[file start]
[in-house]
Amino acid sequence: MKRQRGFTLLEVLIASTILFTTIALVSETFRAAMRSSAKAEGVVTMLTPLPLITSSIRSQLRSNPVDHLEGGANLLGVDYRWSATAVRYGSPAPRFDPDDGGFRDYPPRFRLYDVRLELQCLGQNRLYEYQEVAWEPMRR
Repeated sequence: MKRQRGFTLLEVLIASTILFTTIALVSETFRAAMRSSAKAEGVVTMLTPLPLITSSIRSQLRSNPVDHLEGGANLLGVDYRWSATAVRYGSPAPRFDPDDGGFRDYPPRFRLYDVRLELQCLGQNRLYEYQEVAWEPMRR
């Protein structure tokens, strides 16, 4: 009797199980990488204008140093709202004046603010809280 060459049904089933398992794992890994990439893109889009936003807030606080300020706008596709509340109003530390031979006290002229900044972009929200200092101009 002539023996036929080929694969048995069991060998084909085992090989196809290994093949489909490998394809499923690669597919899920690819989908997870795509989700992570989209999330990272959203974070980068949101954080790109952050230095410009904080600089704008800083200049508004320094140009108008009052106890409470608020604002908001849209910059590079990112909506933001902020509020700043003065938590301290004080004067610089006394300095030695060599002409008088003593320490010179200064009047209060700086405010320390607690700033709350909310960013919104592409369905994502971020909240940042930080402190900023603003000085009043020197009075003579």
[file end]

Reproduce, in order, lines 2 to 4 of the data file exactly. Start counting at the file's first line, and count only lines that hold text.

Amino acid sequence: MKRQRGFTLLEVLIASTILFTTIALVSETFRAAMRSSAKAEGVVTMLTPLPLITSSIRSQLRSNPVDHLEGGANLLGVDYRWSATAVRYGSPAPRFDPDDGGFRDYPPRFRLYDVRLELQCLGQNRLYEYQEVAWEPMRR
Repeated sequence: MKRQRGFTLLEVLIASTILFTTIALVSETFRAAMRSSAKAEGVVTMLTPLPLITSSIRSQLRSNPVDHLEGGANLLGVDYRWSATAVRYGSPAPRFDPDDGGFRDYPPRFRLYDVRLELQCLGQNRLYEYQEVAWEPMRR
């Protein structure tokens, strides 16, 4: 009797199980990488204008140093709202004046603010809280 060459049904089933398992794992890994990439893109889009936003807030606080300020706008596709509340109003530390031979006290002229900044972009929200200092101009 002539023996036929080929694969048995069991060998084909085992090989196809290994093949489909490998394809499923690669597919899920690819989908997870795509989700992570989209999330990272959203974070980068949101954080790109952050230095410009904080600089704008800083200049508004320094140009108008009052106890409470608020604002908001849209910059590079990112909506933001902020509020700043003065938590301290004080004067610089006394300095030695060599002409008088003593320490010179200064009047209060700086405010320390607690700033709350909310960013919104592409369905994502971020909240940042930080402190900023603003000085009043020197009075003579």